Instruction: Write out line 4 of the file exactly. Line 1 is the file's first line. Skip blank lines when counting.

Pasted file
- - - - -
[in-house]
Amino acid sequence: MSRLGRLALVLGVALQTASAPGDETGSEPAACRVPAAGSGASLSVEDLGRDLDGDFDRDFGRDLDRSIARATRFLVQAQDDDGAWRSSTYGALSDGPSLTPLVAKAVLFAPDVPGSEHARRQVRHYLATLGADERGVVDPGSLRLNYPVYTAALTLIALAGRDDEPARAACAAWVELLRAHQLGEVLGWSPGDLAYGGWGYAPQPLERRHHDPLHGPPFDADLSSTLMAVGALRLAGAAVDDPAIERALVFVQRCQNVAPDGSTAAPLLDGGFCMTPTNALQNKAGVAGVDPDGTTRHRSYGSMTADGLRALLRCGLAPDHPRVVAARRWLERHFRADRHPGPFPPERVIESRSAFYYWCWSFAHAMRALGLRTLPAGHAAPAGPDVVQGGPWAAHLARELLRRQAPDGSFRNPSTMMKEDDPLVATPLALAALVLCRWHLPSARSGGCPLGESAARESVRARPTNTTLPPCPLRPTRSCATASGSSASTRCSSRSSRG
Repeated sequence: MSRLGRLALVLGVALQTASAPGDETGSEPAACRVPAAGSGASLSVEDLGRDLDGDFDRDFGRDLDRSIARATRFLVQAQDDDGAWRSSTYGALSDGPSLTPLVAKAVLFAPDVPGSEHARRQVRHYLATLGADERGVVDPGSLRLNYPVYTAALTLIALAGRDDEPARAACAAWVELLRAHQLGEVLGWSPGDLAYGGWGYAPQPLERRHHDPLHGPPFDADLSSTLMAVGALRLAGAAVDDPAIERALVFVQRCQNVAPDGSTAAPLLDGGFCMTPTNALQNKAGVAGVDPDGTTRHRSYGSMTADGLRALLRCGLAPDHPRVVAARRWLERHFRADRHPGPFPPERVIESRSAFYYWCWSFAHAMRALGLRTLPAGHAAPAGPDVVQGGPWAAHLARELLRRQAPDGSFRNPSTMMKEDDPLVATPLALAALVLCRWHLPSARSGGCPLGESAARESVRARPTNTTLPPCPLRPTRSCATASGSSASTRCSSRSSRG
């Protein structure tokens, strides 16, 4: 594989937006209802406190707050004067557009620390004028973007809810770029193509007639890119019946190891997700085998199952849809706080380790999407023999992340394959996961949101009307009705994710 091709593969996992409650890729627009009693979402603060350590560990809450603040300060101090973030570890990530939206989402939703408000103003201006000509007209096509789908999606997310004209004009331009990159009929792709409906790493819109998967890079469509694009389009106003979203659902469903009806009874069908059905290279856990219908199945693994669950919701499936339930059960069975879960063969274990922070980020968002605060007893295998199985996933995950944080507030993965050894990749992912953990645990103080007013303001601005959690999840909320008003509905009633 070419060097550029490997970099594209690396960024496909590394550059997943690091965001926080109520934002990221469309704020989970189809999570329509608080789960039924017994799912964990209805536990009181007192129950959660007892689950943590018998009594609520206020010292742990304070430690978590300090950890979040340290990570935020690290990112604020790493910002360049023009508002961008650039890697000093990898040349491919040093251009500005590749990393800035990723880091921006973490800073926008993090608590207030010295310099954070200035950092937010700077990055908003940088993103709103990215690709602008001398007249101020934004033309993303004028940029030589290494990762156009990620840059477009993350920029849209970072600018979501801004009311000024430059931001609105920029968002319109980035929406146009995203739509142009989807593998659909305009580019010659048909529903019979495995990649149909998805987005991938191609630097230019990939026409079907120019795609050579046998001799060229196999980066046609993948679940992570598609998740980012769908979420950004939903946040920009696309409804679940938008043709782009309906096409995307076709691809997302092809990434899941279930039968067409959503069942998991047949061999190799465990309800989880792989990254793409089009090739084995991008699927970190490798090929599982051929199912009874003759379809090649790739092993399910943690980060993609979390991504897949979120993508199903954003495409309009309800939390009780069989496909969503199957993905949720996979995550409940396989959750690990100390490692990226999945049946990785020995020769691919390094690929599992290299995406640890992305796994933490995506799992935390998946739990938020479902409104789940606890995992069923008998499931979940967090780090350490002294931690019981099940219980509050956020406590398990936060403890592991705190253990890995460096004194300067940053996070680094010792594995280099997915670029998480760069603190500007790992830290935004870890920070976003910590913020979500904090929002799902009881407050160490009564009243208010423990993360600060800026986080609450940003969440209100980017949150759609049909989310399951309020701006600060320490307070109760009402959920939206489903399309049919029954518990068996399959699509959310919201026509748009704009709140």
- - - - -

């Protein structure tokens, strides 16, 4: 594989937006209802406190707050004067557009620390004028973007809810770029193509007639890119019946190891997700085998199952849809706080380790999407023999992340394959996961949101009307009705994710 091709593969996992409650890729627009009693979402603060350590560990809450603040300060101090973030570890990530939206989402939703408000103003201006000509007209096509789908999606997310004209004009331009990159009929792709409906790493819109998967890079469509694009389009106003979203659902469903009806009874069908059905290279856990219908199945693994669950919701499936339930059960069975879960063969274990922070980020968002605060007893295998199985996933995950944080507030993965050894990749992912953990645990103080007013303001601005959690999840909320008003509905009633 070419060097550029490997970099594209690396960024496909590394550059997943690091965001926080109520934002990221469309704020989970189809999570329509608080789960039924017994799912964990209805536990009181007192129950959660007892689950943590018998009594609520206020010292742990304070430690978590300090950890979040340290990570935020690290990112604020790493910002360049023009508002961008650039890697000093990898040349491919040093251009500005590749990393800035990723880091921006973490800073926008993090608590207030010295310099954070200035950092937010700077990055908003940088993103709103990215690709602008001398007249101020934004033309993303004028940029030589290494990762156009990620840059477009993350920029849209970072600018979501801004009311000024430059931001609105920029968002319109980035929406146009995203739509142009989807593998659909305009580019010659048909529903019979495995990649149909998805987005991938191609630097230019990939026409079907120019795609050579046998001799060229196999980066046609993948679940992570598609998740980012769908979420950004939903946040920009696309409804679940938008043709782009309906096409995307076709691809997302092809990434899941279930039968067409959503069942998991047949061999190799465990309800989880792989990254793409089009090739084995991008699927970190490798090929599982051929199912009874003759379809090649790739092993399910943690980060993609979390991504897949979120993508199903954003495409309009309800939390009780069989496909969503199957993905949720996979995550409940396989959750690990100390490692990226999945049946990785020995020769691919390094690929599992290299995406640890992305796994933490995506799992935390998946739990938020479902409104789940606890995992069923008998499931979940967090780090350490002294931690019981099940219980509050956020406590398990936060403890592991705190253990890995460096004194300067940053996070680094010792594995280099997915670029998480760069603190500007790992830290935004870890920070976003910590913020979500904090929002799902009881407050160490009564009243208010423990993360600060800026986080609450940003969440209100980017949150759609049909989310399951309020701006600060320490307070109760009402959920939206489903399309049919029954518990068996399959699509959310919201026509748009704009709140």